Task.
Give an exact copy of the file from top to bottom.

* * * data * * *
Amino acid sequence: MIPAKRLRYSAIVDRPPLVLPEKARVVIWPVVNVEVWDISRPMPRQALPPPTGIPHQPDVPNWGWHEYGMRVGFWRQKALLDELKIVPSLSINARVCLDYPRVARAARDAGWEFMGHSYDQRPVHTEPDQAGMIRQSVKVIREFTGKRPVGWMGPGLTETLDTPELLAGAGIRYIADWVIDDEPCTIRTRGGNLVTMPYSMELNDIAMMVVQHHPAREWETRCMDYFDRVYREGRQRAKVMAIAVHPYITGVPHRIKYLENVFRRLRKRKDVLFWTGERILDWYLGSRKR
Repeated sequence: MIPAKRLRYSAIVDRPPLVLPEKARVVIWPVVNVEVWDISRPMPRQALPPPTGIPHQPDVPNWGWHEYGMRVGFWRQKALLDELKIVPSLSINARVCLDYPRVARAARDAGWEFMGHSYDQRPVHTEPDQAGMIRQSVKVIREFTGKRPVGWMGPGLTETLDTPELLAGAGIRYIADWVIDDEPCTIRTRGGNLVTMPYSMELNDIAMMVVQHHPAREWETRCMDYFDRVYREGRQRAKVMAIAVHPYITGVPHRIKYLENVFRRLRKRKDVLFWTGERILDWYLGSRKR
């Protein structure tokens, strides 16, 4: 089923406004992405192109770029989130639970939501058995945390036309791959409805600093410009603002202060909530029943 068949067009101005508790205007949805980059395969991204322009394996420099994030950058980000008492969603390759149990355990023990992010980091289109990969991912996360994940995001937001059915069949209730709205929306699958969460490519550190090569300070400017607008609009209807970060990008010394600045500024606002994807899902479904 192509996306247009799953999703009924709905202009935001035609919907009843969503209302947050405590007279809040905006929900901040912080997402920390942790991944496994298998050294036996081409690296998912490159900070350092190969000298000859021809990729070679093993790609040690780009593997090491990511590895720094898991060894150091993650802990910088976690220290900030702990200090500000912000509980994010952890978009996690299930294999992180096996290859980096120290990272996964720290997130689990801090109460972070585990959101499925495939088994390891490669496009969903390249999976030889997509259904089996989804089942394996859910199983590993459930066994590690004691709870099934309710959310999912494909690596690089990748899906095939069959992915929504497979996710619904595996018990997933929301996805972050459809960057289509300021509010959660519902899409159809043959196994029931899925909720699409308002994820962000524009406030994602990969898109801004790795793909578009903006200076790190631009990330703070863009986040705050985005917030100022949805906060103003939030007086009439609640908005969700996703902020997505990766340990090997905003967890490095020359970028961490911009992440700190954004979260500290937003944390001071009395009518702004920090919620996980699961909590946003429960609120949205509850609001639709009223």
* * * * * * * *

Amino acid sequence: MIPAKRLRYSAIVDRPPLVLPEKARVVIWPVVNVEVWDISRPMPRQALPPPTGIPHQPDVPNWGWHEYGMRVGFWRQKALLDELKIVPSLSINARVCLDYPRVARAARDAGWEFMGHSYDQRPVHTEPDQAGMIRQSVKVIREFTGKRPVGWMGPGLTETLDTPELLAGAGIRYIADWVIDDEPCTIRTRGGNLVTMPYSMELNDIAMMVVQHHPAREWETRCMDYFDRVYREGRQRAKVMAIAVHPYITGVPHRIKYLENVFRRLRKRKDVLFWTGERILDWYLGSRKR
Repeated sequence: MIPAKRLRYSAIVDRPPLVLPEKARVVIWPVVNVEVWDISRPMPRQALPPPTGIPHQPDVPNWGWHEYGMRVGFWRQKALLDELKIVPSLSINARVCLDYPRVARAARDAGWEFMGHSYDQRPVHTEPDQAGMIRQSVKVIREFTGKRPVGWMGPGLTETLDTPELLAGAGIRYIADWVIDDEPCTIRTRGGNLVTMPYSMELNDIAMMVVQHHPAREWETRCMDYFDRVYREGRQRAKVMAIAVHPYITGVPHRIKYLENVFRRLRKRKDVLFWTGERILDWYLGSRKR
């Protein structure tokens, strides 16, 4: 089923406004992405192109770029989130639970939501058995945390036309791959409805600093410009603002202060909530029943 068949067009101005508790205007949805980059395969991204322009394996420099994030950058980000008492969603390759149990355990023990992010980091289109990969991912996360994940995001937001059915069949209730709205929306699958969460490519550190090569300070400017607008609009209807970060990008010394600045500024606002994807899902479904 192509996306247009799953999703009924709905202009935001035609919907009843969503209302947050405590007279809040905006929900901040912080997402920390942790991944496994298998050294036996081409690296998912490159900070350092190969000298000859021809990729070679093993790609040690780009593997090491990511590895720094898991060894150091993650802990910088976690220290900030702990200090500000912000509980994010952890978009996690299930294999992180096996290859980096120290990272996964720290997130689990801090109460972070585990959101499925495939088994390891490669496009969903390249999976030889997509259904089996989804089942394996859910199983590993459930066994590690004691709870099934309710959310999912494909690596690089990748899906095939069959992915929504497979996710619904595996018990997933929301996805972050459809960057289509300021509010959660519902899409159809043959196994029931899925909720699409308002994820962000524009406030994602990969898109801004790795793909578009903006200076790190631009990330703070863009986040705050985005917030100022949805906060103003939030007086009439609640908005969700996703902020997505990766340990090997905003967890490095020359970028961490911009992440700190954004979260500290937003944390001071009395009518702004920090919620996980699961909590946003429960609120949205509850609001639709009223």